The political economy of coal in Poland: Drivers and barriers for a shift away from fossil fuels
Poland is the largest hard coal and second largest lignite producer in the EU, generating around 80 percent of its electricity from coal. Resistance to a reduction in coal production and consumption comes from various actors, namely, coal corporations, unions, parts of civil society and the government – as well as their coalitions. Their opposition centres around the prospect of losing their business, past negative experiences with structural change, fears of rising energy prices and energy security concerns, as well as potential unemployment in regions almost entirely dependent on coal. This paper identifies key political and economic drivers and barriers of a reduction in coal production and consumption in Poland using the Triple Embeddedness Framework. Uneconomic coal mining, unavoidable energy infrastructure investments, rising air pollution levels and pressure from the European Union might provide new political momentum for a shift away from coal in line with international climate targets. However, results show that to achieve political feasibility, policies targeting a reduction in coal production and use need to be implemented jointly with social and structural policy measures, addressing a just transition for the affected regions in line with the vision of a ‘European Green Deal’.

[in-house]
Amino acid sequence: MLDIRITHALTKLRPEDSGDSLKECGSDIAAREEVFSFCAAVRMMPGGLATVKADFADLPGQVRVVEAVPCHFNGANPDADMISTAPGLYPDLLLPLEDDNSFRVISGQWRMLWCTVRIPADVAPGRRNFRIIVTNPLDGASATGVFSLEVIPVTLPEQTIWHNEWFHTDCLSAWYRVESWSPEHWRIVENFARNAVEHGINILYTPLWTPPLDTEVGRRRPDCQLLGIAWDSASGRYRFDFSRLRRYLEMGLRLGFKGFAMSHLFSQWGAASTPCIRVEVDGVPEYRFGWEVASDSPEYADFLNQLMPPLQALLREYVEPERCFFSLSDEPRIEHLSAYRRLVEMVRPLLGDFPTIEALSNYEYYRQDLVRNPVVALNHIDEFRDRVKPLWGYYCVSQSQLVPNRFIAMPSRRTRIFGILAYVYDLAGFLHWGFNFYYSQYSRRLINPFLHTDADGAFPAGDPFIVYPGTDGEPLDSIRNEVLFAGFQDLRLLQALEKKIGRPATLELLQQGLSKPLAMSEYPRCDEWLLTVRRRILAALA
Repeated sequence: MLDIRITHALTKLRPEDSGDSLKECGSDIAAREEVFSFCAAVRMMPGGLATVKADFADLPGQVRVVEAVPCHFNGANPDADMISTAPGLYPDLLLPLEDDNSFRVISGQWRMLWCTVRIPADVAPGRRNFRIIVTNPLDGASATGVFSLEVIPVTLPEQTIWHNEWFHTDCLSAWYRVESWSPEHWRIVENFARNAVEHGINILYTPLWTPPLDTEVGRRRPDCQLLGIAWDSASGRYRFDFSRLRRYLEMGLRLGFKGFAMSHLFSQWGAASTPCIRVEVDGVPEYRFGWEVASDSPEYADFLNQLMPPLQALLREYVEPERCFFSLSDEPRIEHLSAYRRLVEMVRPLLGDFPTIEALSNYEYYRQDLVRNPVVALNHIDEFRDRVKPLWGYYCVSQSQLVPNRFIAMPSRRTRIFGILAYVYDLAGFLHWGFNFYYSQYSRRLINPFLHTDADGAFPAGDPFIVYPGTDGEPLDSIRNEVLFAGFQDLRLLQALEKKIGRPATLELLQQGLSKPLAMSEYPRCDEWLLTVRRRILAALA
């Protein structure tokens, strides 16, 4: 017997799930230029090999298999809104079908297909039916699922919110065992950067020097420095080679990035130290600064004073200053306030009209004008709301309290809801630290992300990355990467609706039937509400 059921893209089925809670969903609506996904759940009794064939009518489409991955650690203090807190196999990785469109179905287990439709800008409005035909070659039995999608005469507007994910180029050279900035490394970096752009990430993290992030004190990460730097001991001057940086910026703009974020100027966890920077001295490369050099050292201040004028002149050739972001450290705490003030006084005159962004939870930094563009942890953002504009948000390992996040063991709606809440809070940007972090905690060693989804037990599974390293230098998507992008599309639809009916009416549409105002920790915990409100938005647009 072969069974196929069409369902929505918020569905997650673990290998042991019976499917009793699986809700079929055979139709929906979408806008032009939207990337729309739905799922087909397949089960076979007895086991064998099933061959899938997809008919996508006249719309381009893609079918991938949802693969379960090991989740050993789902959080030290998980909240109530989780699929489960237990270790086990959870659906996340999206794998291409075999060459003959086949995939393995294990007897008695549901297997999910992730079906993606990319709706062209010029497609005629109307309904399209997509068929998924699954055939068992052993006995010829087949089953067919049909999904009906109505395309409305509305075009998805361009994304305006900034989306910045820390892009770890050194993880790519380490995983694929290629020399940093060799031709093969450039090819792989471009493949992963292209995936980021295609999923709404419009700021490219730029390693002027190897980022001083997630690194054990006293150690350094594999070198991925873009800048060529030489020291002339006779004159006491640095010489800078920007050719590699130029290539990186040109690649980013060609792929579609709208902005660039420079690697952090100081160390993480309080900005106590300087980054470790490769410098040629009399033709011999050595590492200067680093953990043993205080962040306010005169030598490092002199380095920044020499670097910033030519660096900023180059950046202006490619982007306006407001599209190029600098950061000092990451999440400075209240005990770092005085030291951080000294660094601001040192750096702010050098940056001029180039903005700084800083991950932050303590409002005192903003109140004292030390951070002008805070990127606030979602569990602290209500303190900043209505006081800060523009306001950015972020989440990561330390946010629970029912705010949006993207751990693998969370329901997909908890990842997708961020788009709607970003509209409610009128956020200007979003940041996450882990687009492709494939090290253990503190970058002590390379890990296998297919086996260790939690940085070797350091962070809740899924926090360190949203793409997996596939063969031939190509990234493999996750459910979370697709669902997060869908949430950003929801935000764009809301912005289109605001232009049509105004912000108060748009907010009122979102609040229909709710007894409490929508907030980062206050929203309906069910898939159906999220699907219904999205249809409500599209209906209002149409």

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Published in: Energy Policy, 10.1016/j.enpol.2020.111621, Elsevier